Ryerson not alone in surplus quandary

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By Caroline Alphonso

Ryerson’s administration and employees are not alone in trying to find ways to spend their $54.5 million surplus.

The University of Ottawa has a $200 million excess surplus sitting in its pension plan fund. Its pension committee has been meeting for about a year and a half trying to decide how to use the money.

These funds are above the surplus cap allowed in the Income Tax Act of 1992.

Robert Beachesne, manager of pension and benefits at the University of Ottawa, said the committee has made recommendations to the schools’ board of governors which include an increase in employee benefits for past and future services, taking a contribution holiday, and cash distribution.

The university’s pension committee now awaits the board’s decision which is expected in March.

Meanwhile, Ryerson’s pension committee, made up of administration, staff and faculty have reached an agreement in principle on how to use its extra money.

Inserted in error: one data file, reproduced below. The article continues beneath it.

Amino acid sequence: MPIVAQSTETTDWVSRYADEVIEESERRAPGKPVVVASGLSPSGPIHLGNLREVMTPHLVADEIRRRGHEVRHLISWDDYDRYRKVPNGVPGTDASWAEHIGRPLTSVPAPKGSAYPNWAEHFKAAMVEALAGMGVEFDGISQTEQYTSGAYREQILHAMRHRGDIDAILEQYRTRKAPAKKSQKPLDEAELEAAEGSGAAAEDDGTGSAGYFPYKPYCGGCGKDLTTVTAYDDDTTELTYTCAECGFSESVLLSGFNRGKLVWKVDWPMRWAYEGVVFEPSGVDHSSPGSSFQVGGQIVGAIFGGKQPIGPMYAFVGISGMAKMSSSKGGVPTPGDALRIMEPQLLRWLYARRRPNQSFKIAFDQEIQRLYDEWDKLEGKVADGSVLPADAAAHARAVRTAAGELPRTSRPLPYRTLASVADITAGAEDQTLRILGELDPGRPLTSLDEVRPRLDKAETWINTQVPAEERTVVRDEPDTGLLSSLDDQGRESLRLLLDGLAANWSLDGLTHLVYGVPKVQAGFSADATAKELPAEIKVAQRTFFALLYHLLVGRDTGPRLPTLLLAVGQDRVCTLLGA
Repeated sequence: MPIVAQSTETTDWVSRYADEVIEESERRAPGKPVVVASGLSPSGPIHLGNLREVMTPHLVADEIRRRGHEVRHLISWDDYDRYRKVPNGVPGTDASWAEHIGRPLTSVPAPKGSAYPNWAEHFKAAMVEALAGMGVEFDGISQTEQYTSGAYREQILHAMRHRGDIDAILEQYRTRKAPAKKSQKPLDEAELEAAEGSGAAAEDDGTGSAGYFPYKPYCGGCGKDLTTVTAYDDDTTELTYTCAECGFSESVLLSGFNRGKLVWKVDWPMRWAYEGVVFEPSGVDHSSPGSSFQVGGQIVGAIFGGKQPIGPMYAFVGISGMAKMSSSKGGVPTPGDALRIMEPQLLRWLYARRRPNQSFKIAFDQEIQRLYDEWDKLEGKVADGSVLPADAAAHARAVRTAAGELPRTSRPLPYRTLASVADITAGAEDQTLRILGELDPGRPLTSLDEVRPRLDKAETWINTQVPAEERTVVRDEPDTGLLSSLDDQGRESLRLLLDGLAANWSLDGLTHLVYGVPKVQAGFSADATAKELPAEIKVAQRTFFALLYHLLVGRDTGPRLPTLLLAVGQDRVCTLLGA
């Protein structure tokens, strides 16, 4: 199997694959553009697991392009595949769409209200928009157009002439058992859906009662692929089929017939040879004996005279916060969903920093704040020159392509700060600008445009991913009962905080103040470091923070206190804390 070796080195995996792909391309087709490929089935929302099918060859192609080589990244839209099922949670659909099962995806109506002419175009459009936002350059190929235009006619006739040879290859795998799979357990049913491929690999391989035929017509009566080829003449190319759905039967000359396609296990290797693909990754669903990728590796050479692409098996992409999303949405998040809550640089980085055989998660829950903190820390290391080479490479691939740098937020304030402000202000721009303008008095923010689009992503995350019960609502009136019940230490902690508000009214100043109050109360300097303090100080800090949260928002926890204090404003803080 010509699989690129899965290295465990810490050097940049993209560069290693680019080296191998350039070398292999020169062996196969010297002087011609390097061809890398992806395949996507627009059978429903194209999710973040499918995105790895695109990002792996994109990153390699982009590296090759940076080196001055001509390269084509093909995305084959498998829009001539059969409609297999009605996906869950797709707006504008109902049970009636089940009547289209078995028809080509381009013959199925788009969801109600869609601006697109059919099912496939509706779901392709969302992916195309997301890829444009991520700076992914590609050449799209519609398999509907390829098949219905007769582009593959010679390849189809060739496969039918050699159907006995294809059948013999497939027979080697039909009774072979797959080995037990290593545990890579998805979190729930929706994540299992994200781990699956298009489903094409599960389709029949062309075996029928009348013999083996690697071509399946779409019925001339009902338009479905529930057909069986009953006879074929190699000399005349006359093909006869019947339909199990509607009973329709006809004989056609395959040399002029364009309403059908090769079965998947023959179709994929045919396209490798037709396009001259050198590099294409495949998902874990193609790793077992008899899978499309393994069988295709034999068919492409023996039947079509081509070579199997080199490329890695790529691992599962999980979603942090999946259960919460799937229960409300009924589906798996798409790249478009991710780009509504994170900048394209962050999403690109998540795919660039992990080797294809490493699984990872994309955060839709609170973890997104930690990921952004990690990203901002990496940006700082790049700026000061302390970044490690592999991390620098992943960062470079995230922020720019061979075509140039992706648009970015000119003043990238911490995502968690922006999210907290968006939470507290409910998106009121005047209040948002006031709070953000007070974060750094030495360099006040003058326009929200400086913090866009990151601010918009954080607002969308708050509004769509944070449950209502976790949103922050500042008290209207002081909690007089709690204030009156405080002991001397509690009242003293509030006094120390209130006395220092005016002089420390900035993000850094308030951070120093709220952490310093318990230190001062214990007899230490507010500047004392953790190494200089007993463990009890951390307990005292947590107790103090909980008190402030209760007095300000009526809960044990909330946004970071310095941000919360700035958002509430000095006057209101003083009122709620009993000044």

But all the school can do now is wait for its employees to get back to them with amendments to the proposal which states a portion of the excess surplus from the employers’ and employees’ would be put toward increasing pension benefits. Employees would have to decide what to do with the remaining funds.

As for the administration, approval of this proposal would mean the school would stop paying into the pension plan for up to five years and thus free up $4.6 million a year.

While the administration waits, the board of governors approved a motion this past Monday to extend the reduction in pension contributions to no alter than May, 1999. To help balance the excess surplus, employee contributions were dropped 1.5 per cent in July, 1996.

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